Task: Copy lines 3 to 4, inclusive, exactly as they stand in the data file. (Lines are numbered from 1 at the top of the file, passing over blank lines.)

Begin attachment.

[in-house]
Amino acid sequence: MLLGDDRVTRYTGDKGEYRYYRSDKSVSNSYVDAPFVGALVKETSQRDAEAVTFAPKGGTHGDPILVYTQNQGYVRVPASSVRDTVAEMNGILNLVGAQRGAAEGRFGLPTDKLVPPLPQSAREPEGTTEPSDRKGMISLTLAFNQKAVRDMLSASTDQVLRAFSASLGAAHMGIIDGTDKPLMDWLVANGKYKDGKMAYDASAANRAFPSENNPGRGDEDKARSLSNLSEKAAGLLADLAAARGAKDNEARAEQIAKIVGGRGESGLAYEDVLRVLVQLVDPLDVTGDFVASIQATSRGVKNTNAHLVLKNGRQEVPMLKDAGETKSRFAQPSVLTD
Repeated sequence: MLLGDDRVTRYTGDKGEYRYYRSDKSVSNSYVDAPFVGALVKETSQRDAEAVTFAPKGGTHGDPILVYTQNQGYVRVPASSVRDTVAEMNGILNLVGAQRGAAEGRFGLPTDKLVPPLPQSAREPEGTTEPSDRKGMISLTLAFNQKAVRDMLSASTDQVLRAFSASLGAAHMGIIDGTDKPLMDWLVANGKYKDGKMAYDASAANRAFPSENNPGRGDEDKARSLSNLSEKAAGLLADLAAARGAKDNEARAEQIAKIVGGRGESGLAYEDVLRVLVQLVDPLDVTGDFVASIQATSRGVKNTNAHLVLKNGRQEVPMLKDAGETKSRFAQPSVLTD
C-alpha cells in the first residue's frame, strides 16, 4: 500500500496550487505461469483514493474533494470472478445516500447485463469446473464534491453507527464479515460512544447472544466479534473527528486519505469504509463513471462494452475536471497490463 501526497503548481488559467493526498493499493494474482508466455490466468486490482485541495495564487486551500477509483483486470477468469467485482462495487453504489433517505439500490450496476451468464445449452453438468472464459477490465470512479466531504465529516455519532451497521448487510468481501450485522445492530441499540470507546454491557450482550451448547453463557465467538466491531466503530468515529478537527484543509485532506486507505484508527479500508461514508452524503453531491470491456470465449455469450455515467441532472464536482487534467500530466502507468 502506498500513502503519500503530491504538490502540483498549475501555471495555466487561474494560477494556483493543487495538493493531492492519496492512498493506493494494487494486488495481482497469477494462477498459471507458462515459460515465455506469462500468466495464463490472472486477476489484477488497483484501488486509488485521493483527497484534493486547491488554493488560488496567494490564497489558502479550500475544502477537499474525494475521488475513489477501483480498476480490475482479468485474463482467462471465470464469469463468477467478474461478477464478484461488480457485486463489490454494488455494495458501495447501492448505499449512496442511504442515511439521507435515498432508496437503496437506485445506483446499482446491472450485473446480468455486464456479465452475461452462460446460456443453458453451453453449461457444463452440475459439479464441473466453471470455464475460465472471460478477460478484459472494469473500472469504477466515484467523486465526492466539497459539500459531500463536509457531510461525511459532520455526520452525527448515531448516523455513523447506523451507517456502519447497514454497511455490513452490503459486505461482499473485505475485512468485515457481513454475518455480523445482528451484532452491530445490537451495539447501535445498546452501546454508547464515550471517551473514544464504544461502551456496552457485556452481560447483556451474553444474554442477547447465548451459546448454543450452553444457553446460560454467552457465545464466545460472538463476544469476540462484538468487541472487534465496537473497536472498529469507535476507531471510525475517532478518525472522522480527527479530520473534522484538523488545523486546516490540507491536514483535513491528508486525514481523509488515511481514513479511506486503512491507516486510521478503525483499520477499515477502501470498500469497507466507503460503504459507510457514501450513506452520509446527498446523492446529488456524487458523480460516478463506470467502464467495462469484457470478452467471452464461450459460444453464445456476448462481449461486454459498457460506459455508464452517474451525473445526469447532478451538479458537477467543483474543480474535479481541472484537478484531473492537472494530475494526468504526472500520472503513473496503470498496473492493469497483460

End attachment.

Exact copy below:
Repeated sequence: MLLGDDRVTRYTGDKGEYRYYRSDKSVSNSYVDAPFVGALVKETSQRDAEAVTFAPKGGTHGDPILVYTQNQGYVRVPASSVRDTVAEMNGILNLVGAQRGAAEGRFGLPTDKLVPPLPQSAREPEGTTEPSDRKGMISLTLAFNQKAVRDMLSASTDQVLRAFSASLGAAHMGIIDGTDKPLMDWLVANGKYKDGKMAYDASAANRAFPSENNPGRGDEDKARSLSNLSEKAAGLLADLAAARGAKDNEARAEQIAKIVGGRGESGLAYEDVLRVLVQLVDPLDVTGDFVASIQATSRGVKNTNAHLVLKNGRQEVPMLKDAGETKSRFAQPSVLTD
C-alpha cells in the first residue's frame, strides 16, 4: 500500500496550487505461469483514493474533494470472478445516500447485463469446473464534491453507527464479515460512544447472544466479534473527528486519505469504509463513471462494452475536471497490463 501526497503548481488559467493526498493499493494474482508466455490466468486490482485541495495564487486551500477509483483486470477468469467485482462495487453504489433517505439500490450496476451468464445449452453438468472464459477490465470512479466531504465529516455519532451497521448487510468481501450485522445492530441499540470507546454491557450482550451448547453463557465467538466491531466503530468515529478537527484543509485532506486507505484508527479500508461514508452524503453531491470491456470465449455469450455515467441532472464536482487534467500530466502507468 502506498500513502503519500503530491504538490502540483498549475501555471495555466487561474494560477494556483493543487495538493493531492492519496492512498493506493494494487494486488495481482497469477494462477498459471507458462515459460515465455506469462500468466495464463490472472486477476489484477488497483484501488486509488485521493483527497484534493486547491488554493488560488496567494490564497489558502479550500475544502477537499474525494475521488475513489477501483480498476480490475482479468485474463482467462471465470464469469463468477467478474461478477464478484461488480457485486463489490454494488455494495458501495447501492448505499449512496442511504442515511439521507435515498432508496437503496437506485445506483446499482446491472450485473446480468455486464456479465452475461452462460446460456443453458453451453453449461457444463452440475459439479464441473466453471470455464475460465472471460478477460478484459472494469473500472469504477466515484467523486465526492466539497459539500459531500463536509457531510461525511459532520455526520452525527448515531448516523455513523447506523451507517456502519447497514454497511455490513452490503459486505461482499473485505475485512468485515457481513454475518455480523445482528451484532452491530445490537451495539447501535445498546452501546454508547464515550471517551473514544464504544461502551456496552457485556452481560447483556451474553444474554442477547447465548451459546448454543450452553444457553446460560454467552457465545464466545460472538463476544469476540462484538468487541472487534465496537473497536472498529469507535476507531471510525475517532478518525472522522480527527479530520473534522484538523488545523486546516490540507491536514483535513491528508486525514481523509488515511481514513479511506486503512491507516486510521478503525483499520477499515477502501470498500469497507466507503460503504459507510457514501450513506452520509446527498446523492446529488456524487458523480460516478463506470467502464467495462469484457470478452467471452464461450459460444453464445456476448462481449461486454459498457460506459455508464452517474451525473445526469447532478451538479458537477467543483474543480474535479481541472484537478484531473492537472494530475494526468504526472500520472503513473496503470498496473492493469497483460